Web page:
Posted by Simon Yates on December 27, 2012
It’s hard to miss the buzz around mobile. Smartphones equipped with near field communications to instantly share video and voice control to allow for a handsfree web experience.New tablets like the Microsoft Surface, iPad Mini and Kindle Fire HD are tearing up the advertising airwaves. But mobile is not just another chapter in the smaller, faster, cheaper device story. And it’s not tiny web or shrunken PC applications. Instead, mobile is the flash point for a holistic, far-reaching change for your business. Your app is in your customer’s pocket. What will you do with that privilege? The answer is that you will deliver mobile engagement experiences that empower people with smart apps and products to take the next most likely action in their immediate context and moments of need. Mobile engagement experiences focus on people and their needs, not companies and their processes.
Over the last year, Ted Schadler and I have interviewed literally hundreds of CIOs, technology vendors, integrators and mobile design firms to capture and codify the state of the art in mobile engagement. And we’ve seen some great examples along the way as:
- Customers hive around smartphone apps that deliver service at their convenience. Consumers download and use apps from Walgreens, American Airlines, Bank of America, and Wal-Mart, and 700,000 other app builders. Walgreens has a best-in-class app for reordering prescription drugs. Refill from your account, scan your prescription bar code, or type in the prescription number. Then automatically refill at a nearby store.
- Business leaders dream up apps to change the engagement calculus. Business leaders build tablet apps for sales reps and partners, and mobile apps to inject a business service into a customer’s pocket.Starbucks is using Appian software and iPads to inspect stores. A field inspector takes pictures of the layout and stock, pulls together a report while in the store, and meets immediately with the store manager. Tablets are the new darlings of mobile employees and, for many, a viable alternative to the corporate computing workhorse: the PC. CIOs need to understand the impact of tablets on their organization.
- Employees bring in personal devices and apps that make them productive on the go. Today, 15% of information workers use at least three devices, work from at three different locations, and use at least seven applications to do their jobs. Self-provisioned technologies — devices, applications, and cloud-based services — being used for work are creating enormous opportunities to increase productivity and flexibility.
- Mobile devices become the remote control for smart products. Withings makes scales and blood pressure cuffs that connect to the Internet and can securely expose their data through service APIs (application programming interfaces). At last count, the Apple App Store featured 30 apps that use Withings’ APIs to help people track and manage their weight and health.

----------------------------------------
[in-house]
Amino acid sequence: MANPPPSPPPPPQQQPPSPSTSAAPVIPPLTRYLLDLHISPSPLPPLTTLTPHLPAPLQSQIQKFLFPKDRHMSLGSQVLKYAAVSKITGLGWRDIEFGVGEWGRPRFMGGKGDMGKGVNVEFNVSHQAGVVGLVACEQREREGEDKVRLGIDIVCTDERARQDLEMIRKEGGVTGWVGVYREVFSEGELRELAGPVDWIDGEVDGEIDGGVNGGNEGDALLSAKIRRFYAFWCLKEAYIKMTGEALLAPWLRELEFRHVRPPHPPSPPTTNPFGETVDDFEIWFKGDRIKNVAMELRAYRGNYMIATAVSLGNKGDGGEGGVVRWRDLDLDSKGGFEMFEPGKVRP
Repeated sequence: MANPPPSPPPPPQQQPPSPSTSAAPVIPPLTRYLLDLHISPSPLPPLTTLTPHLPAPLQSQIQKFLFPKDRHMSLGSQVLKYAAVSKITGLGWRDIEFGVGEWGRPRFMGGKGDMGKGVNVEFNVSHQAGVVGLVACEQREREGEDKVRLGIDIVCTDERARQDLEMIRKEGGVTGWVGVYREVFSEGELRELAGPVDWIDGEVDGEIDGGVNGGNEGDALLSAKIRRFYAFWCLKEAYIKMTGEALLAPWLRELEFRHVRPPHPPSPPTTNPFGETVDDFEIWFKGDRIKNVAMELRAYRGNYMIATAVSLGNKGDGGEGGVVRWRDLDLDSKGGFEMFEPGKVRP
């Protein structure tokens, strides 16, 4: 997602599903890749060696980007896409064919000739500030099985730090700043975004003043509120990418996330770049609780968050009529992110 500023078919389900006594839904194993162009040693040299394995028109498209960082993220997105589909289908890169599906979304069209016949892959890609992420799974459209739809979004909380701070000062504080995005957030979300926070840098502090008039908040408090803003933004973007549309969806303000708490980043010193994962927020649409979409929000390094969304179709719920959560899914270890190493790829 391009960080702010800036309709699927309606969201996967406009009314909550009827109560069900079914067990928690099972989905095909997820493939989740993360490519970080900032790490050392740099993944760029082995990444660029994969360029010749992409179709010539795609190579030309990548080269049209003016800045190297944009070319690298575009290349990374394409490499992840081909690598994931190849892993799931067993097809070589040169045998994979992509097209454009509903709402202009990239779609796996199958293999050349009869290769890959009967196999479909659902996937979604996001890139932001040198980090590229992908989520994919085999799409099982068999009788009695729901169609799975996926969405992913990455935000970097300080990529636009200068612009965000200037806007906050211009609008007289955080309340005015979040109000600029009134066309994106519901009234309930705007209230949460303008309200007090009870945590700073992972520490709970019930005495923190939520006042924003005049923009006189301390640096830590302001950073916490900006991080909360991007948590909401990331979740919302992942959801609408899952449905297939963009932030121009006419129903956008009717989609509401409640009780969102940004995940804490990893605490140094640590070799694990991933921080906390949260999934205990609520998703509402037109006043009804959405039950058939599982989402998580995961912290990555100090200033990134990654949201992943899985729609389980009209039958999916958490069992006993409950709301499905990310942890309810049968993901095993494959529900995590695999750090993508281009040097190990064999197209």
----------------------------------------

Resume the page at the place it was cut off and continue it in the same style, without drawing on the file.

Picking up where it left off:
Despite the euphoria, we also found that most firms lack a comprehensive mobile engagement strategy — although many are starting to take mobile seriously enough to start developing a real strategy in 2013. As the CIO, it will be your job to drive collaboration with business leaders, who are pushing ahead with mobile already. Check out Forrester’s Mobile eBusiness Playbook to learn more. Assessing your readiness and maturity for mobile engagement is an important first step, then finding the right opportunities for mobile to have a real impact on your business. The lack of a real strategy leaves mobile projects across the firm disconnected, uncoordinated, improperly funded and poorly designed. You need to design a strategy that integrates mobile into your overall BT digital strategy and a road map that lays out how you will execute that strategy.
We know it’s early days in the evolution of mobile engagement, but now is the time for CIOs to lead their companies into the mobile engagement future, in which billions of customers, partners, and employees wield touchscreen mobile devices. In the New Year, we will formally launch the CIO’s mobile engagement playbook, which provides you with the necessary tools to help to clearly understand the mobile engagement opportunity, define and implement your strategy, and execute that plan effectively. Forrester’s approach will help you develop a unified and integrated mobile engagement strategy for customer, partner, and employee mobile. It’s a living body of research — so come back often. If you need help, contact us; we can deliver workshops, assessments, and speeches that will energize your teams, engage your colleagues, and help you execute your mobile engagement strategy. We’d like to hear your comments and feedback on the research too.
Have a happy and safe holiday and we’ll see you in the New Year.